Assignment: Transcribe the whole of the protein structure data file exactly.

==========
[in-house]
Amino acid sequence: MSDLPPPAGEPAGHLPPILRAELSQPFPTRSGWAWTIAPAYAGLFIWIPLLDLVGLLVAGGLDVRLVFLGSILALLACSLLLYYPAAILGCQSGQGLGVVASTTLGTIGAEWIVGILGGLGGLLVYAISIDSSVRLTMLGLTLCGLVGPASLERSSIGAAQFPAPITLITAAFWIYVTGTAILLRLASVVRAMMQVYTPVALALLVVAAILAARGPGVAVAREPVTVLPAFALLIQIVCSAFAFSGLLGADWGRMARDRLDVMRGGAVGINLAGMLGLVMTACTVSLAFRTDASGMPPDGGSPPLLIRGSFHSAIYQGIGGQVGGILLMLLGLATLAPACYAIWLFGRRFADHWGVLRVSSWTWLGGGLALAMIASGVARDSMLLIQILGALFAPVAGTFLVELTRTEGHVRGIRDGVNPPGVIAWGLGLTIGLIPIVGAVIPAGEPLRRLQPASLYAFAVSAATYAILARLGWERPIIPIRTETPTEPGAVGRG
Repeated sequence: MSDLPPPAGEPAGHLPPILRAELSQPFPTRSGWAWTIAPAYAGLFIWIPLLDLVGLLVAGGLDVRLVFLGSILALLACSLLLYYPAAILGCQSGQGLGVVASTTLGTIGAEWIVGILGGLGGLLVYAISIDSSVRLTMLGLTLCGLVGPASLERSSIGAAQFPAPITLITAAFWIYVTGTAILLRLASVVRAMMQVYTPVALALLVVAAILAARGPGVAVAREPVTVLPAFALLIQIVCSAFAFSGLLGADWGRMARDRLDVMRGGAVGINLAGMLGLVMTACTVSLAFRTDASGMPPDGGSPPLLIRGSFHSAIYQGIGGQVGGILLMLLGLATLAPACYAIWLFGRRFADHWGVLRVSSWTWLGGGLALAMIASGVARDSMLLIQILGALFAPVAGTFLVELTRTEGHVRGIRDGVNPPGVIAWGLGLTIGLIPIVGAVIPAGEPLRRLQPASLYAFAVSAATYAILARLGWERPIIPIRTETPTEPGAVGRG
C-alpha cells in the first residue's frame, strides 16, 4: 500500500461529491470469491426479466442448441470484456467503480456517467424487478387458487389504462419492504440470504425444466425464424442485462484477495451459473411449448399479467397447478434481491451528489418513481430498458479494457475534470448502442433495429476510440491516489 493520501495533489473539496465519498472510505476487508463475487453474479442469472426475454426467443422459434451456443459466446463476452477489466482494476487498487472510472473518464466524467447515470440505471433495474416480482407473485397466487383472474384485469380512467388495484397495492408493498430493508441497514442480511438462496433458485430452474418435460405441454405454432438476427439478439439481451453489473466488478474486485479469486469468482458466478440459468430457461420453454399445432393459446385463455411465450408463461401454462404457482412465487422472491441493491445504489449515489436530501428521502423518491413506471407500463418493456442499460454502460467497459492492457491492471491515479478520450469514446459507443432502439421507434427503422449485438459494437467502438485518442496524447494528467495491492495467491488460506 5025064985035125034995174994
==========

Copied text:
[in-house]
Amino acid sequence: MSDLPPPAGEPAGHLPPILRAELSQPFPTRSGWAWTIAPAYAGLFIWIPLLDLVGLLVAGGLDVRLVFLGSILALLACSLLLYYPAAILGCQSGQGLGVVASTTLGTIGAEWIVGILGGLGGLLVYAISIDSSVRLTMLGLTLCGLVGPASLERSSIGAAQFPAPITLITAAFWIYVTGTAILLRLASVVRAMMQVYTPVALALLVVAAILAARGPGVAVAREPVTVLPAFALLIQIVCSAFAFSGLLGADWGRMARDRLDVMRGGAVGINLAGMLGLVMTACTVSLAFRTDASGMPPDGGSPPLLIRGSFHSAIYQGIGGQVGGILLMLLGLATLAPACYAIWLFGRRFADHWGVLRVSSWTWLGGGLALAMIASGVARDSMLLIQILGALFAPVAGTFLVELTRTEGHVRGIRDGVNPPGVIAWGLGLTIGLIPIVGAVIPAGEPLRRLQPASLYAFAVSAATYAILARLGWERPIIPIRTETPTEPGAVGRG
Repeated sequence: MSDLPPPAGEPAGHLPPILRAELSQPFPTRSGWAWTIAPAYAGLFIWIPLLDLVGLLVAGGLDVRLVFLGSILALLACSLLLYYPAAILGCQSGQGLGVVASTTLGTIGAEWIVGILGGLGGLLVYAISIDSSVRLTMLGLTLCGLVGPASLERSSIGAAQFPAPITLITAAFWIYVTGTAILLRLASVVRAMMQVYTPVALALLVVAAILAARGPGVAVAREPVTVLPAFALLIQIVCSAFAFSGLLGADWGRMARDRLDVMRGGAVGINLAGMLGLVMTACTVSLAFRTDASGMPPDGGSPPLLIRGSFHSAIYQGIGGQVGGILLMLLGLATLAPACYAIWLFGRRFADHWGVLRVSSWTWLGGGLALAMIASGVARDSMLLIQILGALFAPVAGTFLVELTRTEGHVRGIRDGVNPPGVIAWGLGLTIGLIPIVGAVIPAGEPLRRLQPASLYAFAVSAATYAILARLGWERPIIPIRTETPTEPGAVGRG
C-alpha cells in the first residue's frame, strides 16, 4: 500500500461529491470469491426479466442448441470484456467503480456517467424487478387458487389504462419492504440470504425444466425464424442485462484477495451459473411449448399479467397447478434481491451528489418513481430498458479494457475534470448502442433495429476510440491516489 493520501495533489473539496465519498472510505476487508463475487453474479442469472426475454426467443422459434451456443459466446463476452477489466482494476487498487472510472473518464466524467447515470440505471433495474416480482407473485397466487383472474384485469380512467388495484397495492408493498430493508441497514442480511438462496433458485430452474418435460405441454405454432438476427439478439439481451453489473466488478474486485479469486469468482458466478440459468430457461420453454399445432393459446385463455411465450408463461401454462404457482412465487422472491441493491445504489449515489436530501428521502423518491413506471407500463418493456442499460454502460467497459492492457491492471491515479478520450469514446459507443432502439421507434427503422449485438459494437467502438485518442496524447494528467495491492495467491488460506 5025064985035125034995174994